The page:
The Open Apparel Registry opens for additional sectors.
Since 2019, the Open Apparel Registry (OAR) has been a database for supply chain data and production facilities in the textile and clothing industry. Since then, 88,347 production facilities in 133 countries have been added. With the launch of the beta version of the Open Supply Hub, the database now also spans a range of other sectors, including sporting goods, beauty, consumer packaged goods, apparel and electronics.
What is the Open Supply Hub?
Open Supply Hub (OS Hub) is a neutral, non-profit organization that uses open data to map global supply chains. OS Hub's platform is designed to be accessible to all stakeholders. Stakeholders from different sectors can populate and use it, including companies, civil society organizations, factory groups, supply chain service providers and other stakeholders.
OS Hub provides standardized, interoperable data about global supply chains. This has the potential to gain better insight into global supply chains. The database can also be used to make decisions regarding sustainability, ESG and worker's rights. So far, Open Supply Hub has been funded by the Laudes Foundation, Humanity United, the Deutsche Gesellschaft für internationale Zusammenarbeit (GIZ) GmbH, Amazon, and Target.
Supply chain transparency as the key to address social and environmental risks
In addition to the Laudes Foundation, Humanity United, Amazon and Target, the Deutsche Gesellschaft für Internationale Zusammenarbeit (GIZ) GmbH also funded the OS Hub. In the press release on the launch of the beta version, Reinhard Junker from the German Federal Ministry for Economic Cooperation and Development (BMZ) says:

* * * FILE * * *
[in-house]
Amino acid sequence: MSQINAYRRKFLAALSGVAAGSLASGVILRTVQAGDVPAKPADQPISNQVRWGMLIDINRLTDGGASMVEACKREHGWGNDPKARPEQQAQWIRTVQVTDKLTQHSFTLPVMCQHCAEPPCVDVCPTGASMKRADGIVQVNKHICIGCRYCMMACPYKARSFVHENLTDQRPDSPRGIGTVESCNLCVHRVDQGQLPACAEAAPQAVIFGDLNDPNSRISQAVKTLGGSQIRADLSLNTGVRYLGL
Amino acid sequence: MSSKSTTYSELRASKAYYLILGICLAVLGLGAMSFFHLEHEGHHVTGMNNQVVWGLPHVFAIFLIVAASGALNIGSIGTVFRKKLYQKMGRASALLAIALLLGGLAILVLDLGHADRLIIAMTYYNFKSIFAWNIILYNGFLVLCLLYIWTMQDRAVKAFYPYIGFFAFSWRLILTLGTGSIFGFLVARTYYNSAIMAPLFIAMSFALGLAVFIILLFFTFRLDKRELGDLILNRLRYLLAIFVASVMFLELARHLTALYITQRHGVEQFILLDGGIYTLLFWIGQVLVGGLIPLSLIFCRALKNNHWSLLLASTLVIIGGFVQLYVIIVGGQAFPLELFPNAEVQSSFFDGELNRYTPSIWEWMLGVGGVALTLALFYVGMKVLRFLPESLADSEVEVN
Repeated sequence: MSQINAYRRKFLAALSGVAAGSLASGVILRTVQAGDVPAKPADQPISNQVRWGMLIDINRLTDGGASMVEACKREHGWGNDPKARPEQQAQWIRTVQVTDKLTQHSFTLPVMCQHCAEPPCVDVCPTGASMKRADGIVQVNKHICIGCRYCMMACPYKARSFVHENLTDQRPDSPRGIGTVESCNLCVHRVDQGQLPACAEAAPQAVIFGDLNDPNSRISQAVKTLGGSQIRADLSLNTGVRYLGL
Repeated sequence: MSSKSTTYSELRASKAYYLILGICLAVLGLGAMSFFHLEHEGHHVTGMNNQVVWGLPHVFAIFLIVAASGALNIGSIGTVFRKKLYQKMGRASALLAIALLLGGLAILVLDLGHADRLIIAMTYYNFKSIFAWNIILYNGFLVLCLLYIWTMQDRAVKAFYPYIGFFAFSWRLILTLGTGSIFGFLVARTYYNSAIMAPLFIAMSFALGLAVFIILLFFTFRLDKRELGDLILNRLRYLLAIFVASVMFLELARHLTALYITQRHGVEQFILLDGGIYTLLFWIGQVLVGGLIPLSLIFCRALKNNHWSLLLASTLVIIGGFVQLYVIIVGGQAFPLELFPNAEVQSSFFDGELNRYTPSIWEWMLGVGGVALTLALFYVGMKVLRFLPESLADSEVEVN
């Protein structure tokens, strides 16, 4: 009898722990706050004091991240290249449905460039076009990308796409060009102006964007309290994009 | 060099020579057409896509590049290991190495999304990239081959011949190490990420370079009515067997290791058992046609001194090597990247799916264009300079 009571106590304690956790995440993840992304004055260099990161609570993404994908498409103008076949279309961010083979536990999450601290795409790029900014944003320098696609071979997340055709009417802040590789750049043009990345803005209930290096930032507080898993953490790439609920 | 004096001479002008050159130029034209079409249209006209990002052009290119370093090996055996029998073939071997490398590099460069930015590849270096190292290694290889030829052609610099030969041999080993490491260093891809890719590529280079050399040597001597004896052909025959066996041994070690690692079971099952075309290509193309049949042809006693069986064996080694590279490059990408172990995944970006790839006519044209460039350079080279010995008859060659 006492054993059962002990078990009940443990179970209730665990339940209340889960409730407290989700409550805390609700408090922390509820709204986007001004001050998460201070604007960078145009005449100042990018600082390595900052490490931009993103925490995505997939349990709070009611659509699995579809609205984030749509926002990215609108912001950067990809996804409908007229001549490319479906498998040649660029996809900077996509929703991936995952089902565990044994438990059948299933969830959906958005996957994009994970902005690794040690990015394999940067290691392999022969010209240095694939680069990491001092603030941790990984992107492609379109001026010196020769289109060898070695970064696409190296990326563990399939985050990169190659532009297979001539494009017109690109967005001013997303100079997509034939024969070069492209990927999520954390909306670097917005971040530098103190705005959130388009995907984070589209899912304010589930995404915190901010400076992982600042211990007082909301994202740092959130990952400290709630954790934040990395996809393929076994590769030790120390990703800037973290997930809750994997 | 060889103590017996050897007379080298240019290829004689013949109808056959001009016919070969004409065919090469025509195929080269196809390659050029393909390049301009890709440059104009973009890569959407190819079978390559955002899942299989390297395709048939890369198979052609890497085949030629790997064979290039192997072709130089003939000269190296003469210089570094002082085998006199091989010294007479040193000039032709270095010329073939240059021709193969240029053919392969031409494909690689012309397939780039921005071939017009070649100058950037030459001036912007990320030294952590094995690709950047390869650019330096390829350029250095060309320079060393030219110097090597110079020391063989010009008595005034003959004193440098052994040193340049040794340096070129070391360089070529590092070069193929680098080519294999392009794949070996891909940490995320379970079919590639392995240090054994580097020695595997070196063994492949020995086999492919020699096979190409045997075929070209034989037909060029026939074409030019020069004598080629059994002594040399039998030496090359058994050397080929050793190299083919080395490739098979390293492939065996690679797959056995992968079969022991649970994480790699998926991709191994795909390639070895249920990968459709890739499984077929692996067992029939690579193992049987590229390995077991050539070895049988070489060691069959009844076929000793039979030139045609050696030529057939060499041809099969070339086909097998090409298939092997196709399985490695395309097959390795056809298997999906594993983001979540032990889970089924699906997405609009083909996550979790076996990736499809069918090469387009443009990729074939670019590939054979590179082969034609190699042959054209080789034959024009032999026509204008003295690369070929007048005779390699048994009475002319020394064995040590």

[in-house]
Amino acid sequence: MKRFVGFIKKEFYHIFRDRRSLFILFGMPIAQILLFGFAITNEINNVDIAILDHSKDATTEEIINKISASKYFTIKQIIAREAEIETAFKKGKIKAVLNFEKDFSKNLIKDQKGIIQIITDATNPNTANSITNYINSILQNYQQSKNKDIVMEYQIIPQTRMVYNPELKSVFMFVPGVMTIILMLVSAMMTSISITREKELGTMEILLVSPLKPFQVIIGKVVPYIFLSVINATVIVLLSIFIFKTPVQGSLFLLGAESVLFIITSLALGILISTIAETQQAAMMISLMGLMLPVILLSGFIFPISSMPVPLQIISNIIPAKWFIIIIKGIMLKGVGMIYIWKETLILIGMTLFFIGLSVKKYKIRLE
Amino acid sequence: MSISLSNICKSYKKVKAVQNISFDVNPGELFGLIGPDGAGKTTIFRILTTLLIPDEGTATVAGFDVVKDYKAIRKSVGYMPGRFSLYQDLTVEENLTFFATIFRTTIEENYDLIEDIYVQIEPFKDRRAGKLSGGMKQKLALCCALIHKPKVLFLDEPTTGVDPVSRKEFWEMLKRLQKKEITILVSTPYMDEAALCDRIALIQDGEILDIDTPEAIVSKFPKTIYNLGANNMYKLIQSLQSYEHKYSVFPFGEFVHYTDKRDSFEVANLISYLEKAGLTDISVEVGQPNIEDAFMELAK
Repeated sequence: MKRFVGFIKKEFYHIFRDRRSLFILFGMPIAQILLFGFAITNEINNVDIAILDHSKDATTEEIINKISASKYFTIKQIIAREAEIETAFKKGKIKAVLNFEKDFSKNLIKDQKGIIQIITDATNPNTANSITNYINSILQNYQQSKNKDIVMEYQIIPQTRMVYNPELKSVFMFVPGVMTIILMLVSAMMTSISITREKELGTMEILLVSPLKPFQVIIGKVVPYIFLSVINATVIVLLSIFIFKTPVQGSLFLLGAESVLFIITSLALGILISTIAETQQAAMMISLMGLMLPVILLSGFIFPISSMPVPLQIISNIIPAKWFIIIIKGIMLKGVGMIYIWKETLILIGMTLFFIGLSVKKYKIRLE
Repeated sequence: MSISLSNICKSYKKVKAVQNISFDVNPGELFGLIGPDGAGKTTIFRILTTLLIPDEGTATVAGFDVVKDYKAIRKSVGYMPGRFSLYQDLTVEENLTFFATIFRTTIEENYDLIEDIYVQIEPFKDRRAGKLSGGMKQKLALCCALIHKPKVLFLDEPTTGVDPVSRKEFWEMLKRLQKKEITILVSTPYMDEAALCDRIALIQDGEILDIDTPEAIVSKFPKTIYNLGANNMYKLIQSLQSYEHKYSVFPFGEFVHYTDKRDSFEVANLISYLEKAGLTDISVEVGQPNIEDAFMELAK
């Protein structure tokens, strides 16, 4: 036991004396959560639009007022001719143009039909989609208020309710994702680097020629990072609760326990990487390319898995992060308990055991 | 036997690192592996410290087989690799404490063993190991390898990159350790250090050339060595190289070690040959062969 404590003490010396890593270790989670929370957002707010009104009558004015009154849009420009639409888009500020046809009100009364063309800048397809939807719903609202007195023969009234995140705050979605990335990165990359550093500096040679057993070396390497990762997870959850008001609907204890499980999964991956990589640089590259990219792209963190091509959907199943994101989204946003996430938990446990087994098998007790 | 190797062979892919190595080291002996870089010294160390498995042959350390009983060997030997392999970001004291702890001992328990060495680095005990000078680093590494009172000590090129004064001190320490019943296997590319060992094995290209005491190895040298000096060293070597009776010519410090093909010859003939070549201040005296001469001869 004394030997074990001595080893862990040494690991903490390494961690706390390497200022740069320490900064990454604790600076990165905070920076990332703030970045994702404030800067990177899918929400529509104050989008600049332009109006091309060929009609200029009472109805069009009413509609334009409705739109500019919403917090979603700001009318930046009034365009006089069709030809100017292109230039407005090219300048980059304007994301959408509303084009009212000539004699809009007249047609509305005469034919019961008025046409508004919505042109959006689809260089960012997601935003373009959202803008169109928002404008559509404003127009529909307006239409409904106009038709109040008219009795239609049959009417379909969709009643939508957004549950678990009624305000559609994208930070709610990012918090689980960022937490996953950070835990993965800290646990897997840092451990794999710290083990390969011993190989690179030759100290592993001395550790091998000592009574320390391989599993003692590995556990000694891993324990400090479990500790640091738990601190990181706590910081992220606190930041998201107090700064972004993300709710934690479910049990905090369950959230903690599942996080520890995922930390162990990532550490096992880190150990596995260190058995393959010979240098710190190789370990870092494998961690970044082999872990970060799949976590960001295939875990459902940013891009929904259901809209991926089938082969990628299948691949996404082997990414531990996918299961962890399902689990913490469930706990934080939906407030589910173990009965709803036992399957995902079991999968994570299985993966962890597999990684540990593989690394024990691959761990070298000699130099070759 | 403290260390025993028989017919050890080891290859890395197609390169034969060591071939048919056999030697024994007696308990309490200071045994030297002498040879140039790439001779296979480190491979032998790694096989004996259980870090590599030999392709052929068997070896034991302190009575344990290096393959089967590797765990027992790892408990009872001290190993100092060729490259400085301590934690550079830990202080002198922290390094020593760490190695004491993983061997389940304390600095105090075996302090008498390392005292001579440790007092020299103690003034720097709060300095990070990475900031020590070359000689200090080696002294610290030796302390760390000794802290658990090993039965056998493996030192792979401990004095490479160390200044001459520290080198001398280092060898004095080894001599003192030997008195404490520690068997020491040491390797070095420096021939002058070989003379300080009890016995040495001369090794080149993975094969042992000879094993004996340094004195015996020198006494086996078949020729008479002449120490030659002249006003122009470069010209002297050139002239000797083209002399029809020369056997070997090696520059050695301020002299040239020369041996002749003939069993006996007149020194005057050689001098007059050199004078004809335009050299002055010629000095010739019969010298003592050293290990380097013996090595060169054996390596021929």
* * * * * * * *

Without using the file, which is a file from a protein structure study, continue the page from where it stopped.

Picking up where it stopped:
“The German Federal Government is dedicated to improving social and environmental conditions in global supply chains. Alongside the German Due Diligence supply chain act, our Ministry supports buying and supplying companies in meeting international standards and requirements. Supply chain transparency is a key prerequisite for companies to effectively address human rights and environmental risks in their supply chains. For this reason we are happy to support Open Supply Hub through the Initiative for Global Solidarity implemented by GIZ, thereby enhancing transparency and, ultimately, contributing to improved working conditions and environmental protection in global supply chains.”
Participate in the beta phase!
The Open Supply Hub calls on companies to participate in the beta phase. For more information, visit the Open Supply Hub website.
Cooperation between the Textiles Partnership and the Open Apparel Restistry
Since 2020, the Partnership for Sustainable Textiles has been cooperating with the Open Apparel Registry (OAR). The aim is to increase transparency in the industry and to strengthen cooperation between the respective stakeholders.
Raising awareness: OAR and the Textiles Partnership are working together to increase knowledge about the OAR and the use of freely available data for the exchange of information.
Capacity Building: The two organisations aim to communicate to all stakeholders in the textile sector – in particular trade unions and civil society organisations – how they can contribute OAR information and use it for their work.
The Textiles Partnership calls on its members to publish their supply chain data via the OAR. It also offers members the opportunity to provide their data in the aggregated Partnership list. This comprises a total of around 6,850 production sites of 23 member companies.